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Laurier to award two honorary doctorates at fall convocation
Michael Lee-Chin and Sheila Watt-Cloutier to receive recognition
Oct 15/08| For Immediate Release
Jennifer Casey, University Secretary
Kevin Crowley, Associate Director, News and Editorial Services
WATERLOO – Wilfrid Laurier University will bestow honorary doctorates on Michael Lee-Chin, a successful businessman and philanthropist, and environmental activist Sheila Watt-Cloutier. The pair will receive honorary Doctor of Laws degrees during Laurier’s fall convocation ceremonies October 31 at the Waterloo Memorial Recreation Complex.
Lee-Chin will be honoured during the 10 a.m. ceremony for the School of Business & Economics for his significant achievements in business and philanthropy.
Born in Port Antonio, Jamaica, Lee-Chin later moved to Canada and trained as a civil engineer at McMaster University, where he graduated in 1974. In 1987 he acquired the Kitchener-based mutual fund company Advantage Investment Council, later renamed AIC Limited. The company grew into an internationally renowned organization and provided the foundation for Lee-Chin’s business success and fueled his philanthropic contributions to arts, culture and education in Canada, Jamaica and the Caribbean.
One of his most recent contributions include a $30-million gift to the Royal Ontario Museum in Toronto that resulted in significant renovations and the construction of a new wing. Lee-Chin has supported other organizations in southern Ontario including the Burlington Art Centre and the Joseph Brant Memorial Hospital. Lee-Chin used AIC Limited to purchase the National Commercial Bank of Jamaica and set up the AIC Caribbean Fund for investment in the Caribbean region during a time of economic crisis.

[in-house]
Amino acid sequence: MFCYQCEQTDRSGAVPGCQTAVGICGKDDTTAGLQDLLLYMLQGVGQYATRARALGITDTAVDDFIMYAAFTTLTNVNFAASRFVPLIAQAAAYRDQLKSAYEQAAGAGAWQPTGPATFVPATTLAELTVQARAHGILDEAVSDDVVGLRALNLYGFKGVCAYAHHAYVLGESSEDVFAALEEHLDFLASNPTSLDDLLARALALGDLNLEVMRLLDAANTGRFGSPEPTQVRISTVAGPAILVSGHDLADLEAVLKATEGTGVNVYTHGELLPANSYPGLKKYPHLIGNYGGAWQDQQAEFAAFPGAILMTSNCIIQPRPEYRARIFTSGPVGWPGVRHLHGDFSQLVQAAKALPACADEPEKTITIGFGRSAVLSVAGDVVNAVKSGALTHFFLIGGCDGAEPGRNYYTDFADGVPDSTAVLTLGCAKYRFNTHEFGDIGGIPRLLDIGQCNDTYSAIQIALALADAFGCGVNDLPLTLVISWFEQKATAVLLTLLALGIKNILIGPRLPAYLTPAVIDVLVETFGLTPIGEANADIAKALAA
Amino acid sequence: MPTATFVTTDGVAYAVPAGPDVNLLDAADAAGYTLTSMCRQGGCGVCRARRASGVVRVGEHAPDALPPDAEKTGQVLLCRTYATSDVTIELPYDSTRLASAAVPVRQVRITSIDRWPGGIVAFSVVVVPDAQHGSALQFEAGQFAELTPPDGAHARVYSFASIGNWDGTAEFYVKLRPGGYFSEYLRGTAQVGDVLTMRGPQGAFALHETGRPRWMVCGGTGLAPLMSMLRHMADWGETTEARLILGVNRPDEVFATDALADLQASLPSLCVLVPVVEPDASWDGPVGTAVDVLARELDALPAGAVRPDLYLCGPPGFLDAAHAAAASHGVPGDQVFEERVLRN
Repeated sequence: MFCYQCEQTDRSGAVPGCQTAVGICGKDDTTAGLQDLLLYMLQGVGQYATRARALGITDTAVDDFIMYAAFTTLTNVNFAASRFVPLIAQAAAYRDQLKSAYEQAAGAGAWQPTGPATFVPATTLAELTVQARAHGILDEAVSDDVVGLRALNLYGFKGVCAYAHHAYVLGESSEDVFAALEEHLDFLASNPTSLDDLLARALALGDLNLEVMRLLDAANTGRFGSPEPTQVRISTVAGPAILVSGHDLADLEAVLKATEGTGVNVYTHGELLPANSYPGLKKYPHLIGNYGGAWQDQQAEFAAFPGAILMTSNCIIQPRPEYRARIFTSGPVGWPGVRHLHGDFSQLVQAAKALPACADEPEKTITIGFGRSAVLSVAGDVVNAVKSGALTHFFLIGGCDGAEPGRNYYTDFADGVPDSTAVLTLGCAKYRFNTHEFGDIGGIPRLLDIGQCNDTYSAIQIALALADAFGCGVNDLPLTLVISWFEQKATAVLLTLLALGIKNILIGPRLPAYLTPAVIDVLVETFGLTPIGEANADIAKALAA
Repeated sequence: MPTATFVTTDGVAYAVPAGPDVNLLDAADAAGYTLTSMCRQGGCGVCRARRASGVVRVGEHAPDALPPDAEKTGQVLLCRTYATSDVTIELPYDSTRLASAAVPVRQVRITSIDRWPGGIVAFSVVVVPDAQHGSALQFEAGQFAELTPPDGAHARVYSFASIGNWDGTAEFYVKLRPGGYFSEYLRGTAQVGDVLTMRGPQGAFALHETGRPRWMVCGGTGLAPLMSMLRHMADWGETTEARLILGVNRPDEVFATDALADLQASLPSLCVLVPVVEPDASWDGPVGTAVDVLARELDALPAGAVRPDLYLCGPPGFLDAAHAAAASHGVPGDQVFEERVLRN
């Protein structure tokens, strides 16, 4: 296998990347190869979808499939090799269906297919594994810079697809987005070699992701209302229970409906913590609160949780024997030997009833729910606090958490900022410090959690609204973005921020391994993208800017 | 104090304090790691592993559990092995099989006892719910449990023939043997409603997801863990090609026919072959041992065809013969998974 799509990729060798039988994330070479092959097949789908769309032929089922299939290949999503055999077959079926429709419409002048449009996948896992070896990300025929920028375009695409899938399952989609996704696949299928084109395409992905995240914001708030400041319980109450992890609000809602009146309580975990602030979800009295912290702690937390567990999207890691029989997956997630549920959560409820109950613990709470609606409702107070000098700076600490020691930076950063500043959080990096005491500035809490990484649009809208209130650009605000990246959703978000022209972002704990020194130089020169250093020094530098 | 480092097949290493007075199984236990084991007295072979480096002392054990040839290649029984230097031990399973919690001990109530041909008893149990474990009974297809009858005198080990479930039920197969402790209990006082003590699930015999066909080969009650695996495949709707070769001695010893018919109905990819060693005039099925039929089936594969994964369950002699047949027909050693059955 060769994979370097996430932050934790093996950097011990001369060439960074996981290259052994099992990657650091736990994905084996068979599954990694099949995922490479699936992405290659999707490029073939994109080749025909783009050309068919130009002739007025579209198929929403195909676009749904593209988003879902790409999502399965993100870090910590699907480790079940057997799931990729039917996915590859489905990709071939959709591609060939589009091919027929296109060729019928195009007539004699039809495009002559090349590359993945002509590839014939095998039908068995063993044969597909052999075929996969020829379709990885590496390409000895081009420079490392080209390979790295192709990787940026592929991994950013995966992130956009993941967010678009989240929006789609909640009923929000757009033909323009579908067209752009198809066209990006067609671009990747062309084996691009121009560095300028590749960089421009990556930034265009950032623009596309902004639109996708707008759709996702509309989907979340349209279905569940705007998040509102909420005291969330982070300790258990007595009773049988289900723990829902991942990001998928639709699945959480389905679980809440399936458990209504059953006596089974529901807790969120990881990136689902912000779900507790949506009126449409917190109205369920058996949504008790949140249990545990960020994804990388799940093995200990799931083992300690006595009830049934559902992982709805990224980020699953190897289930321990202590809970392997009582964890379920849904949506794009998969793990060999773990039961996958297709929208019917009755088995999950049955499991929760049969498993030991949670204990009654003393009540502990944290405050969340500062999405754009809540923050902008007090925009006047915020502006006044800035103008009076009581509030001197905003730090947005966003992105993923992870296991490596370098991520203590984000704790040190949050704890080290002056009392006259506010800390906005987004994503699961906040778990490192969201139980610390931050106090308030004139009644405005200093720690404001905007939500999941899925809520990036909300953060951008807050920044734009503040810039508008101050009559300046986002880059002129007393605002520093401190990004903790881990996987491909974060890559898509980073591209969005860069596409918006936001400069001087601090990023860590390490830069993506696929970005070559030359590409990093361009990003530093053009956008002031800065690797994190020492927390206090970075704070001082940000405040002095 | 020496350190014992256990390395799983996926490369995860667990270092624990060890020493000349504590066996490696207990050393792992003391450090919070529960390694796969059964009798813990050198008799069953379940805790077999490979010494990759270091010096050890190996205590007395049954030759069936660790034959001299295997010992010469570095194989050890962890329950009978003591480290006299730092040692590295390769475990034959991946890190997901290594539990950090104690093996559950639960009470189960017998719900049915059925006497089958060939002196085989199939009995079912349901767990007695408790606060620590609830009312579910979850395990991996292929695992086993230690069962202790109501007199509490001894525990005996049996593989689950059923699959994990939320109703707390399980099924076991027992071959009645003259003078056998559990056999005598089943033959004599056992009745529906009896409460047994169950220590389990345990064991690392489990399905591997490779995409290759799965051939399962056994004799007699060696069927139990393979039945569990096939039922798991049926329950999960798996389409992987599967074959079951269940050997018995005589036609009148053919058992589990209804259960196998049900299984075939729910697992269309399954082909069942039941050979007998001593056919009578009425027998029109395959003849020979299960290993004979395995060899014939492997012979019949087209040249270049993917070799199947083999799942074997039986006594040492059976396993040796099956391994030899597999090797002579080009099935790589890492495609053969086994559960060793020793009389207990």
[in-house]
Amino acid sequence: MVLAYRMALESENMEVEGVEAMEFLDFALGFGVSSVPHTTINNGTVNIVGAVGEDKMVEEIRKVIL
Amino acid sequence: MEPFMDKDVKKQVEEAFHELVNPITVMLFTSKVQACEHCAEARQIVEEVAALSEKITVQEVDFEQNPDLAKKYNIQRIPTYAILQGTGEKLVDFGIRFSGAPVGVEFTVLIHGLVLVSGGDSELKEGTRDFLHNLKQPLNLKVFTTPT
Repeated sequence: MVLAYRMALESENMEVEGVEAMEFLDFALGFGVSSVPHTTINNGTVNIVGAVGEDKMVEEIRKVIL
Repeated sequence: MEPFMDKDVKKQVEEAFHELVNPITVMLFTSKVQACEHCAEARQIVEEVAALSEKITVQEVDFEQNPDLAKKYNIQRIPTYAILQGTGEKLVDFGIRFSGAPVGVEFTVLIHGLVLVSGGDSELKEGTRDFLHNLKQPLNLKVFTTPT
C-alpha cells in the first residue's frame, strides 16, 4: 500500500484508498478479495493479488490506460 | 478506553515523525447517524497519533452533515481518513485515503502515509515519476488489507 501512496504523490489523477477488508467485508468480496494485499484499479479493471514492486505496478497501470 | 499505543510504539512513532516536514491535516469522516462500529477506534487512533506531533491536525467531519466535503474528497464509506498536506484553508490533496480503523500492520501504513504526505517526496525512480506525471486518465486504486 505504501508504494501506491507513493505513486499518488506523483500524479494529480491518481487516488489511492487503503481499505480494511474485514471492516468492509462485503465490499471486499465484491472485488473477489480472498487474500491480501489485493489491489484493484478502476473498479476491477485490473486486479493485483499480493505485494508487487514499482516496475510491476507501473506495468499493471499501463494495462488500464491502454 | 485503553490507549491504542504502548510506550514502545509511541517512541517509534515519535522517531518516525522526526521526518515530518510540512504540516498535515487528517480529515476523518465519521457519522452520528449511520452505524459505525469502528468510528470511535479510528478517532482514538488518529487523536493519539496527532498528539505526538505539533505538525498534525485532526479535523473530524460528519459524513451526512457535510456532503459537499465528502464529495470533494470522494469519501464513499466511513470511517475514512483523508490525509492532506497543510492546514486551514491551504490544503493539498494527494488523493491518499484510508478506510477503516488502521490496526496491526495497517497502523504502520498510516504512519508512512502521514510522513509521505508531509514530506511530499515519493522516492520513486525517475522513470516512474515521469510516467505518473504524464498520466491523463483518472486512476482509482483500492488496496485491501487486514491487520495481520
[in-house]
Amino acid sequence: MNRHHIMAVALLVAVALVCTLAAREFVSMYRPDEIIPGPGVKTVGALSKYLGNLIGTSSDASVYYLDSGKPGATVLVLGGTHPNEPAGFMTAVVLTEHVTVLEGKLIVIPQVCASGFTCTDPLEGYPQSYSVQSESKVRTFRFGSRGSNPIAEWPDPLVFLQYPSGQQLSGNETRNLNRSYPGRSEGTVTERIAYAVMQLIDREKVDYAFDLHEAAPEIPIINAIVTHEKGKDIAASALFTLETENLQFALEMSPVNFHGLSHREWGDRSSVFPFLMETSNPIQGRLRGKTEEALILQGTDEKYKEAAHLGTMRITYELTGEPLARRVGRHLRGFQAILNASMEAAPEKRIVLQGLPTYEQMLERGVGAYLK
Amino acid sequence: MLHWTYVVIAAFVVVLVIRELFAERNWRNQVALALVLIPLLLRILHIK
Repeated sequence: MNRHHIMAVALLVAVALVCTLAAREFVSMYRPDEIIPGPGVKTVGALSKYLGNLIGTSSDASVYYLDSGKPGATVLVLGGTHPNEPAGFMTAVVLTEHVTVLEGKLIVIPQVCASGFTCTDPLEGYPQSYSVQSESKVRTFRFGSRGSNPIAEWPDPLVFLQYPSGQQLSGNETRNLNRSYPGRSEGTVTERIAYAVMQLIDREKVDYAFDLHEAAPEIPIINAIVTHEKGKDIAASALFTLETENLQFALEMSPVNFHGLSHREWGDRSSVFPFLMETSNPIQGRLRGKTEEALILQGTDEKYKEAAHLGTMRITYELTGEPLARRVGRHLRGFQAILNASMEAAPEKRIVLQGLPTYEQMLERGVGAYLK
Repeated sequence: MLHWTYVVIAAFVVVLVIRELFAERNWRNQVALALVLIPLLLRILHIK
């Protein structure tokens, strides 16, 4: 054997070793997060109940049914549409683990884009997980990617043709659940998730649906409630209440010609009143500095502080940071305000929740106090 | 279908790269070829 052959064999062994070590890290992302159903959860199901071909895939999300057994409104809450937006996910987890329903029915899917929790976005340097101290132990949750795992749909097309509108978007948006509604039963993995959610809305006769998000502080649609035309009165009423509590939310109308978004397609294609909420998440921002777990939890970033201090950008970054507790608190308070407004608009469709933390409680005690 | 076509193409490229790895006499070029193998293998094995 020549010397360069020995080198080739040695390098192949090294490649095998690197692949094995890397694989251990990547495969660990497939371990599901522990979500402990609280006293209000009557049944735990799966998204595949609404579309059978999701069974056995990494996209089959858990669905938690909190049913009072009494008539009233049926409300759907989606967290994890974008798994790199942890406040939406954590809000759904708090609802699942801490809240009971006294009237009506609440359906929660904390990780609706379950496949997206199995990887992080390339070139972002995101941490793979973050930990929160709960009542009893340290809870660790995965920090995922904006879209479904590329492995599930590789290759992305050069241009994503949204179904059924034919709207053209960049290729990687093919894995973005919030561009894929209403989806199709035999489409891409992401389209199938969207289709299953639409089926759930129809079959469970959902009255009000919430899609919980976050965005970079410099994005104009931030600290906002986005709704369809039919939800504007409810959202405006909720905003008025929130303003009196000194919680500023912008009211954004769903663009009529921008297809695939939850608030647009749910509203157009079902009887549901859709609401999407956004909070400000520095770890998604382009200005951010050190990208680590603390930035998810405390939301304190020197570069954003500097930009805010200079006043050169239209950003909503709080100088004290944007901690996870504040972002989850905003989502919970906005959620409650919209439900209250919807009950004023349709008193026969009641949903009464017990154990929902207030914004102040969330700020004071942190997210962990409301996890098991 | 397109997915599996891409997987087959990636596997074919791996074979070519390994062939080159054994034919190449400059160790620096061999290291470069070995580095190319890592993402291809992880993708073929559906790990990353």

Watt-Cloutier will receive an honorary doctorate for supporting Inuit culture and pioneering the fight against climate change during the 2 p.m. ceremony, when Laurier will confer graduands from the faculties of arts, music, science, social work, and graduate studies, as well as graduands from the Waterloo Lutheran Seminary and Laurier Brantford.
Watt-Cloutier was born in Kuujjuaq, Quebec and experienced a traditional Inuit childhood. She later attended McGill University where she took courses in psychology and sociology. After years of working to improve the health and education systems in northern Quebec, Watt-Cloutier become a political representative for the Inuit, working as corporate secretary for Makivik Corporation, the Canadian Inuit land-claim organization, and as president of the Inuit Circumpolar Conference Canada, an organization that represents the interests of Inuit internationally.
A current resident of Iqaluit, Watt-Cloutier fought for banning the manufacture and use of organic pollutants that contaminated the food chain in the Arctic. In 2005 she launched the world’s first international legal action on climate change in order to reverse the devastating effects of greenhouse gases on the Arctic landscape. Watt-Cloutier has received numerous awards for her work, including the Order of Canada, a United Nations lifetime achievement award for outstanding contributions to human development, and a nomination for the 2007 Nobel Peace Prize.